Glenwood Springs is about 150 miles west of Denver at the confluence of the Colorado and Roaring Fork River, about 90 miles east of Grand Junction, and about an hour away from both Aspen to the South and Vail to the east.
Glenwood Springs was originally known as “Defiance”. Defiance was established in 1883 as a camp of tents, saloons, and brothels with an increasing amount of cabins and lodging establishments. It was populated with the expected crowd of gamblers, gunslingers, and prostitutes. Town founder Isaac Cooper’s wife Sarah was having a hard time adjusting to the frontier life and in an attempt to make her environment somewhat more comfortable, persuaded the founders to change the name to Glenwood Springs, Colorado, after her beloved hometown of Glenwood, Iowa.
Its location, at the confluence of the Colorado River and the Roaring Fork River, as well as gaining a stop on the railroad, historically made it a center of commerce in the area. The city has seen famous visitors including President Teddy Roosevelt who spent an entire summer vacation living out of the historic Hotel Colorado. Doc Holliday spent the final months of his life in Glenwood Springs and is buried in the town’s original Pioneer Cemetery above Bennett Avenue.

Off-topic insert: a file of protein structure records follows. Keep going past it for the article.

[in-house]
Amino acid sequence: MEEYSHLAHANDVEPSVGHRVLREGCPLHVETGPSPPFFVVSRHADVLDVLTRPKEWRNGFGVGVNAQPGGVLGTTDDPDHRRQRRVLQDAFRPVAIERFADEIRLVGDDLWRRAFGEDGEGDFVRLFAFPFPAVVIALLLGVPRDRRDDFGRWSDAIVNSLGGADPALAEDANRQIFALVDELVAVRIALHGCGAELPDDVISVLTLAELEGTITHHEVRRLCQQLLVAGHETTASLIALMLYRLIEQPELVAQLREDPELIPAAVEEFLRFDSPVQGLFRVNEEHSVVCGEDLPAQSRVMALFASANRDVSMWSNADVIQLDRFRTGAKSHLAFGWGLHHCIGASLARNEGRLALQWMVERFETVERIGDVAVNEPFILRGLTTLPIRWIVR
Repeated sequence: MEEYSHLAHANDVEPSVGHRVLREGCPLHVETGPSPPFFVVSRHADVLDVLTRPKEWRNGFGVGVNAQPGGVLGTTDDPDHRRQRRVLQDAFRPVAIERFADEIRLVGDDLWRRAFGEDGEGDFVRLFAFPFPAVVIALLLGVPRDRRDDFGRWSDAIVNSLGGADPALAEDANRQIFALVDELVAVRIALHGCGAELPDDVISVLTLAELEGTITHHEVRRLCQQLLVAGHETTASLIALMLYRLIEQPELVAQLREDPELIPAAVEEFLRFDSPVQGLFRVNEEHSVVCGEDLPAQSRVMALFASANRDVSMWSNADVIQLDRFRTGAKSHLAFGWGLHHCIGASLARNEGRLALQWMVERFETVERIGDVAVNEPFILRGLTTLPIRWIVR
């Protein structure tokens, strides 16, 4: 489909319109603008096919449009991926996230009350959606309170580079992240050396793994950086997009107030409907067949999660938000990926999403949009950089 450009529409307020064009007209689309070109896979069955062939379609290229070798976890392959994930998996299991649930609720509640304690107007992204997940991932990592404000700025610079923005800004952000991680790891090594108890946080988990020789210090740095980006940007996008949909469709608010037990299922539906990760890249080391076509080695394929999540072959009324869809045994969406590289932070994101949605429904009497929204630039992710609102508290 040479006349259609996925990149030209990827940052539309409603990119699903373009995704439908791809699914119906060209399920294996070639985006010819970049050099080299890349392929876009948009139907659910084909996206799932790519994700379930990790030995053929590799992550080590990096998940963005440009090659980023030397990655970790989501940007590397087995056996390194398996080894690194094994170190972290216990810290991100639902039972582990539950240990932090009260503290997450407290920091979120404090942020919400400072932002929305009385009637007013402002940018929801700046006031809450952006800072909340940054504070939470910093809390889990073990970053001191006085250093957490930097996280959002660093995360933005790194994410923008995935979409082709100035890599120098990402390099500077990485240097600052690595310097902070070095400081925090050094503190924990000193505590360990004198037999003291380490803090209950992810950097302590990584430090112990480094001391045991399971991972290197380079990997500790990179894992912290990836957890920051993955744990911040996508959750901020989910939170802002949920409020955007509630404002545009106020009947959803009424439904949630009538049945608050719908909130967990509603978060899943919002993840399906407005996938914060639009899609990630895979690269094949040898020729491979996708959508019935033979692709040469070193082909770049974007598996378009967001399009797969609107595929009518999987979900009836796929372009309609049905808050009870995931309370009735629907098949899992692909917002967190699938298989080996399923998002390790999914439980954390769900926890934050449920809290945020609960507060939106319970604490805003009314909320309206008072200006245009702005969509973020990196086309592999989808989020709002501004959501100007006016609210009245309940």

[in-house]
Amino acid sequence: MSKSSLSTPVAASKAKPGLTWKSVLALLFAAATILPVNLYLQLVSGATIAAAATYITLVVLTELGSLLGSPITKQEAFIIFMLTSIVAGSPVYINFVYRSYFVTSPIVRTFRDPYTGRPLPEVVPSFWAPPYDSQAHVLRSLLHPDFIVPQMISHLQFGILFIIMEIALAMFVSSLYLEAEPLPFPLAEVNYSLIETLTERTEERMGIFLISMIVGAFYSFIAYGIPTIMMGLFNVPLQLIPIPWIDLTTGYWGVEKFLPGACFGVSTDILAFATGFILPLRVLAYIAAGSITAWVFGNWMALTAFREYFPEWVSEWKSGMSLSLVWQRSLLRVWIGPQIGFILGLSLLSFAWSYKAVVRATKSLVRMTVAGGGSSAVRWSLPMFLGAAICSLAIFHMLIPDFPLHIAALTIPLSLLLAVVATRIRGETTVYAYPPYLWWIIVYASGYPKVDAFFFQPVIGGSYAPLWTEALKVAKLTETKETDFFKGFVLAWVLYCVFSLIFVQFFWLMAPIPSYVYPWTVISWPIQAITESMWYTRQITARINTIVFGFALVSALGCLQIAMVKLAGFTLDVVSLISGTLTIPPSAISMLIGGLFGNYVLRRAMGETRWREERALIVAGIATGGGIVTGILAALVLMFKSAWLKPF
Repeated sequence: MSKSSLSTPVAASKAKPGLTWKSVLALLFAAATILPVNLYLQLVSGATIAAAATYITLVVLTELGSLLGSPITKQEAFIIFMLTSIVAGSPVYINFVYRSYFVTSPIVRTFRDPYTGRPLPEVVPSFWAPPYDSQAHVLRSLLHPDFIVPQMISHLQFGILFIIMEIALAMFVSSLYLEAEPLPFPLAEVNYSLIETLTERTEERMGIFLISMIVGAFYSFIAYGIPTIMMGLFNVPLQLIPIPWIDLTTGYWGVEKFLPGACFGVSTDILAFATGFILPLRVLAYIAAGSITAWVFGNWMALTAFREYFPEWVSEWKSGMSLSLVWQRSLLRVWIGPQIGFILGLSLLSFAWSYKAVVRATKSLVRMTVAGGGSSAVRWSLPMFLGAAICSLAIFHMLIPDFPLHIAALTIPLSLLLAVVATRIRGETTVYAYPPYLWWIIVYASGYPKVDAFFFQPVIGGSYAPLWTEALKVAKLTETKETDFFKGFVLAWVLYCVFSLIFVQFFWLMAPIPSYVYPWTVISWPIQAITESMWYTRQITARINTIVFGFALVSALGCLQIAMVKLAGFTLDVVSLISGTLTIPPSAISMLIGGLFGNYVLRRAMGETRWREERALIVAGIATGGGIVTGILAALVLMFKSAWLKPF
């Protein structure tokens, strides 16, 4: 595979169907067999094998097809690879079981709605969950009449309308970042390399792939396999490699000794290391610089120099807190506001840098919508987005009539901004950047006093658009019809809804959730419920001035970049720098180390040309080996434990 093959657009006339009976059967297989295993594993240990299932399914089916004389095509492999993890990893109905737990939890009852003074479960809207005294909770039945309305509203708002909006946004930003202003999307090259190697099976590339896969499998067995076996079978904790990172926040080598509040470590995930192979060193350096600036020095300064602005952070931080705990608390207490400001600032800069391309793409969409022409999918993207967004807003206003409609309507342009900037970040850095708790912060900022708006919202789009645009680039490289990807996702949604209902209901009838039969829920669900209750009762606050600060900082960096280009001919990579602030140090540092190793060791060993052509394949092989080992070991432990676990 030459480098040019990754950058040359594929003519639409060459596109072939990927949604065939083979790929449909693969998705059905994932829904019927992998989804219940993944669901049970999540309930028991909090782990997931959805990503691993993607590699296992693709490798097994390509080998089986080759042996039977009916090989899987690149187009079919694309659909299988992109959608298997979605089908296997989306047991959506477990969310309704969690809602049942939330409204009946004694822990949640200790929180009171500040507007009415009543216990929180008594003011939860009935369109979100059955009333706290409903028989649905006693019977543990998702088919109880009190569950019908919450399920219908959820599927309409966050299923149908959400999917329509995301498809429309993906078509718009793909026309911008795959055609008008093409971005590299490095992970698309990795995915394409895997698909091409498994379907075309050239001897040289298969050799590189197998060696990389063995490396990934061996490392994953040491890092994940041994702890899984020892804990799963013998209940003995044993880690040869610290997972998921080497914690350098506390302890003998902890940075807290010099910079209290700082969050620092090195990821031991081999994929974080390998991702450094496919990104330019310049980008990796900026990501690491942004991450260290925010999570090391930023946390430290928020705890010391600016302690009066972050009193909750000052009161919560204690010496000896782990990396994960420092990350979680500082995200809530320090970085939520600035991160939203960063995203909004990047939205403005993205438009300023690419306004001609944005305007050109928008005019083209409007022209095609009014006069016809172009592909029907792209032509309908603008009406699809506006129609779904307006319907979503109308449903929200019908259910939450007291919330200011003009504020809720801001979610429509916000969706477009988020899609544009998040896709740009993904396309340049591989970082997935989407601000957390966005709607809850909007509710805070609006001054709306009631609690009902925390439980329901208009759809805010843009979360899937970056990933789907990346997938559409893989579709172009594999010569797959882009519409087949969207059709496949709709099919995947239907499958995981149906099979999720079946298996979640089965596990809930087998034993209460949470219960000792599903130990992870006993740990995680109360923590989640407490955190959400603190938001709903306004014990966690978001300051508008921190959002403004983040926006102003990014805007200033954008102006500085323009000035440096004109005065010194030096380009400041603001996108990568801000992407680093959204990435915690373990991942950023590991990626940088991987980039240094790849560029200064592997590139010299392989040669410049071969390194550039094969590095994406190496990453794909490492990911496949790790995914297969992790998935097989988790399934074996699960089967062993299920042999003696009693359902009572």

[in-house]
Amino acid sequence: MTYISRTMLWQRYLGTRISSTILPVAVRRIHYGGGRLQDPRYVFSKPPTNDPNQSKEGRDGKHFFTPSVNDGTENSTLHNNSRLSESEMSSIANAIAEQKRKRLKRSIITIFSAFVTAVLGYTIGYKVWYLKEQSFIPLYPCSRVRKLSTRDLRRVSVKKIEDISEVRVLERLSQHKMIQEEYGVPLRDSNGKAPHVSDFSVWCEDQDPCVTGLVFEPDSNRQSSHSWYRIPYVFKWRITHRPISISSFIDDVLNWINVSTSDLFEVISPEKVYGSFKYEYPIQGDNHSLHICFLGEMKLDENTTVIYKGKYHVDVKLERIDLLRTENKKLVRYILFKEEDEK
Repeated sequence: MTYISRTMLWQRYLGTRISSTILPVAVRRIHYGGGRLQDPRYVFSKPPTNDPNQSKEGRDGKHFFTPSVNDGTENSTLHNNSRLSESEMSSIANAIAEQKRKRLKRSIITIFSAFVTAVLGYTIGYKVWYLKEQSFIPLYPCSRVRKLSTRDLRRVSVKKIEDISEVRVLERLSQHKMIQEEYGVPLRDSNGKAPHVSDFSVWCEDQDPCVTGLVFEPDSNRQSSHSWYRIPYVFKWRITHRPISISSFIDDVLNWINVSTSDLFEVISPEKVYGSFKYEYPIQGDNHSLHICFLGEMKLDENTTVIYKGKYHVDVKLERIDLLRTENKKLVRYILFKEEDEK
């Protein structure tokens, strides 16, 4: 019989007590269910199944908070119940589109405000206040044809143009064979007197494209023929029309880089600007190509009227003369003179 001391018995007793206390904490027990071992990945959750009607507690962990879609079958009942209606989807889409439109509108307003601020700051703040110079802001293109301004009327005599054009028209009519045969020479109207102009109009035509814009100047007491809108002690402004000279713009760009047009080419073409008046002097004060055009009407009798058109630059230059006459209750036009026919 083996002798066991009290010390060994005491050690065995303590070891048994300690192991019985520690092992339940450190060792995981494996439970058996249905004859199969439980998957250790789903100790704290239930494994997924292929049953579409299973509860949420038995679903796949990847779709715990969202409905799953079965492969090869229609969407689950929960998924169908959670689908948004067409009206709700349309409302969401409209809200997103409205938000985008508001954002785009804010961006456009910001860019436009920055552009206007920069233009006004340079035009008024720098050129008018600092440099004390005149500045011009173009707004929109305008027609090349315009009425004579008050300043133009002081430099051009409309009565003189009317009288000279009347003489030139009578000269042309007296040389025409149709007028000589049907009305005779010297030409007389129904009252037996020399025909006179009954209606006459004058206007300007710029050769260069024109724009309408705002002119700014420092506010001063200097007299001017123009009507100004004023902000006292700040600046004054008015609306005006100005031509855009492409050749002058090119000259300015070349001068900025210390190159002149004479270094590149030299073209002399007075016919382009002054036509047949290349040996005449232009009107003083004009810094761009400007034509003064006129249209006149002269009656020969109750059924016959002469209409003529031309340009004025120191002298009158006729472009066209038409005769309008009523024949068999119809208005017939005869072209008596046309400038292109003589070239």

Glenwood Springs in 2015 was awarded both as the most vibrant small town arts environment in the United States by Southern Methodist University’s National Center for Arts Research and the 5th Best Place to Live in America by Outside Magazine. It was also named the "Most Fun Town in America" by Rand McNally and USA Today in their 2011 Best of the Road Rally contest.
Outdoor recreation opportunities in Glenwood Springs abound. Activities include whitewater rafting, kayaking, caving, cycling, rock climbing, horseback riding, and world-class fishing.